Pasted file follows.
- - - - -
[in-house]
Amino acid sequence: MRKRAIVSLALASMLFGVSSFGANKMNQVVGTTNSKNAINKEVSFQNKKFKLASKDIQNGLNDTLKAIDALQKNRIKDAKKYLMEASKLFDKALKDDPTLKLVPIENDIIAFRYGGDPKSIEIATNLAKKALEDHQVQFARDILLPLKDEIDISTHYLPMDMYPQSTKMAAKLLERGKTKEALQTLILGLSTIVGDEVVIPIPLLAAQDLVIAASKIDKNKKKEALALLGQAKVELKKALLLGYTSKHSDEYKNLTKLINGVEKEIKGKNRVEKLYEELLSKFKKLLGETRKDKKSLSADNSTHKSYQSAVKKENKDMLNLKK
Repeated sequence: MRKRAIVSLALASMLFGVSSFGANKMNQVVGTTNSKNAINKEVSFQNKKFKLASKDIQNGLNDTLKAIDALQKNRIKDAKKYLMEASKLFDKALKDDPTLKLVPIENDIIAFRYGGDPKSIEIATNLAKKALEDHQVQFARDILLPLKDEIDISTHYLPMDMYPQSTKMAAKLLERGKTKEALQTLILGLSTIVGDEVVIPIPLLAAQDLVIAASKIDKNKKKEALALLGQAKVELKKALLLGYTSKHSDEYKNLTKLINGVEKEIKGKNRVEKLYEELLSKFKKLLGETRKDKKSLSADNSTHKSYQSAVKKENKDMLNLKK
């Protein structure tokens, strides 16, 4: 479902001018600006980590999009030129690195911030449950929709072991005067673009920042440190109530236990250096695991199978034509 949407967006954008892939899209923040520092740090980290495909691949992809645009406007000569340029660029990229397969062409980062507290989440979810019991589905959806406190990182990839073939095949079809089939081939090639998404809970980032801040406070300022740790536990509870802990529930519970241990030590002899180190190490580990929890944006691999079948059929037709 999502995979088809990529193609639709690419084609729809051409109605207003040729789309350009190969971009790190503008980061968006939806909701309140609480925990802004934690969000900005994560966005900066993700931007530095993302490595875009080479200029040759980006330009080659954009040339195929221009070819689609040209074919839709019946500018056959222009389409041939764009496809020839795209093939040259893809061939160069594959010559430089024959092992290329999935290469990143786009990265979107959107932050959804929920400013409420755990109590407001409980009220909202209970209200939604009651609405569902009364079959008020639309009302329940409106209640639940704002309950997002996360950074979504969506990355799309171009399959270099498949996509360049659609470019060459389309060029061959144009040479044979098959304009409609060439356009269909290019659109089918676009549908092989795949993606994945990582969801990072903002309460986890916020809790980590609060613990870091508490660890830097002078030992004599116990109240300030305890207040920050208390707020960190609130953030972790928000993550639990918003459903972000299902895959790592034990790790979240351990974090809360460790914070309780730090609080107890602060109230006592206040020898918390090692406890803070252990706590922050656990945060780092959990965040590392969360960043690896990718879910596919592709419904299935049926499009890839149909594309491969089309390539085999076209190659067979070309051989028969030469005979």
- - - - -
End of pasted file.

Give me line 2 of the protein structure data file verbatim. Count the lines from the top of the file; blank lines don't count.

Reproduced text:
Amino acid sequence: MRKRAIVSLALASMLFGVSSFGANKMNQVVGTTNSKNAINKEVSFQNKKFKLASKDIQNGLNDTLKAIDALQKNRIKDAKKYLMEASKLFDKALKDDPTLKLVPIENDIIAFRYGGDPKSIEIATNLAKKALEDHQVQFARDILLPLKDEIDISTHYLPMDMYPQSTKMAAKLLERGKTKEALQTLILGLSTIVGDEVVIPIPLLAAQDLVIAASKIDKNKKKEALALLGQAKVELKKALLLGYTSKHSDEYKNLTKLINGVEKEIKGKNRVEKLYEELLSKFKKLLGETRKDKKSLSADNSTHKSYQSAVKKENKDMLNLKK